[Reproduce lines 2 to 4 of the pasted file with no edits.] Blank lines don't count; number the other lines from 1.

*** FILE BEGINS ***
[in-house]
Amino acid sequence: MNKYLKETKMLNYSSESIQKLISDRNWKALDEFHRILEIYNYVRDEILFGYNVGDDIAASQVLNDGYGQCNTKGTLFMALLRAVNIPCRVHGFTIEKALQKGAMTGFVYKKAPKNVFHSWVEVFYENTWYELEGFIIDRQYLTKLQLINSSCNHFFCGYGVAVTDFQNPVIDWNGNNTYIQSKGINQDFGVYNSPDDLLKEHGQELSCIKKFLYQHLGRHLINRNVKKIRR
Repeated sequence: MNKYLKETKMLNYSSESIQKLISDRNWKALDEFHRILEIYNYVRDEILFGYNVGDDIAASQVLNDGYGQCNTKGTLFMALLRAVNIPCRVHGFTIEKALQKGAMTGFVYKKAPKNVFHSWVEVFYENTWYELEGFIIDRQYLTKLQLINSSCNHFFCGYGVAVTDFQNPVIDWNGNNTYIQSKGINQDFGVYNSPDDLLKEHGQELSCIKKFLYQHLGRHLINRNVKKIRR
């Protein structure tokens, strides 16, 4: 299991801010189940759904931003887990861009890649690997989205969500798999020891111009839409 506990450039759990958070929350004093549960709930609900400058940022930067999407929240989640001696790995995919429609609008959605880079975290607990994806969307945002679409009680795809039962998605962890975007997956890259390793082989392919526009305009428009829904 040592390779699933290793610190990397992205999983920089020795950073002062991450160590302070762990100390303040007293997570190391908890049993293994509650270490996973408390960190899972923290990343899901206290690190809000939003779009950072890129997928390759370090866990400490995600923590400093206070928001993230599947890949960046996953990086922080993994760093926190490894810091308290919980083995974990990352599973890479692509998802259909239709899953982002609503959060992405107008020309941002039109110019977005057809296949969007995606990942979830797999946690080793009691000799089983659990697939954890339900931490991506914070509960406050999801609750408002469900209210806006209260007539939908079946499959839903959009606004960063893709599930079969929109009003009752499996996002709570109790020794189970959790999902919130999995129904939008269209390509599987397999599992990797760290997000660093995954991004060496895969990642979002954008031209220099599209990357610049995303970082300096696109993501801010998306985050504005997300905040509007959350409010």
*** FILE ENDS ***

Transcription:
Amino acid sequence: MNKYLKETKMLNYSSESIQKLISDRNWKALDEFHRILEIYNYVRDEILFGYNVGDDIAASQVLNDGYGQCNTKGTLFMALLRAVNIPCRVHGFTIEKALQKGAMTGFVYKKAPKNVFHSWVEVFYENTWYELEGFIIDRQYLTKLQLINSSCNHFFCGYGVAVTDFQNPVIDWNGNNTYIQSKGINQDFGVYNSPDDLLKEHGQELSCIKKFLYQHLGRHLINRNVKKIRR
Repeated sequence: MNKYLKETKMLNYSSESIQKLISDRNWKALDEFHRILEIYNYVRDEILFGYNVGDDIAASQVLNDGYGQCNTKGTLFMALLRAVNIPCRVHGFTIEKALQKGAMTGFVYKKAPKNVFHSWVEVFYENTWYELEGFIIDRQYLTKLQLINSSCNHFFCGYGVAVTDFQNPVIDWNGNNTYIQSKGINQDFGVYNSPDDLLKEHGQELSCIKKFLYQHLGRHLINRNVKKIRR
């Protein structure tokens, strides 16, 4: 299991801010189940759904931003887990861009890649690997989205969500798999020891111009839409 506990450039759990958070929350004093549960709930609900400058940022930067999407929240989640001696790995995919429609609008959605880079975290607990994806969307945002679409009680795809039962998605962890975007997956890259390793082989392919526009305009428009829904 040592390779699933290793610190990397992205999983920089020795950073002062991450160590302070762990100390303040007293997570190391908890049993293994509650270490996973408390960190899972923290990343899901206290690190809000939003779009950072890129997928390759370090866990400490995600923590400093206070928001993230599947890949960046996953990086922080993994760093926190490894810091308290919980083995974990990352599973890479692509998802259909239709899953982002609503959060992405107008020309941002039109110019977005057809296949969007995606990942979830797999946690080793009691000799089983659990697939954890339900931490991506914070509960406050999801609750408002469900209210806006209260007539939908079946499959839903959009606004960063893709599930079969929109009003009752499996996002709570109790020794189970959790999902919130999995129904939008269209390509599987397999599992990797760290997000660093995954991004060496895969990642979002954008031209220099599209990357610049995303970082300096696109993501801010998306985050504005997300905040509007959350409010």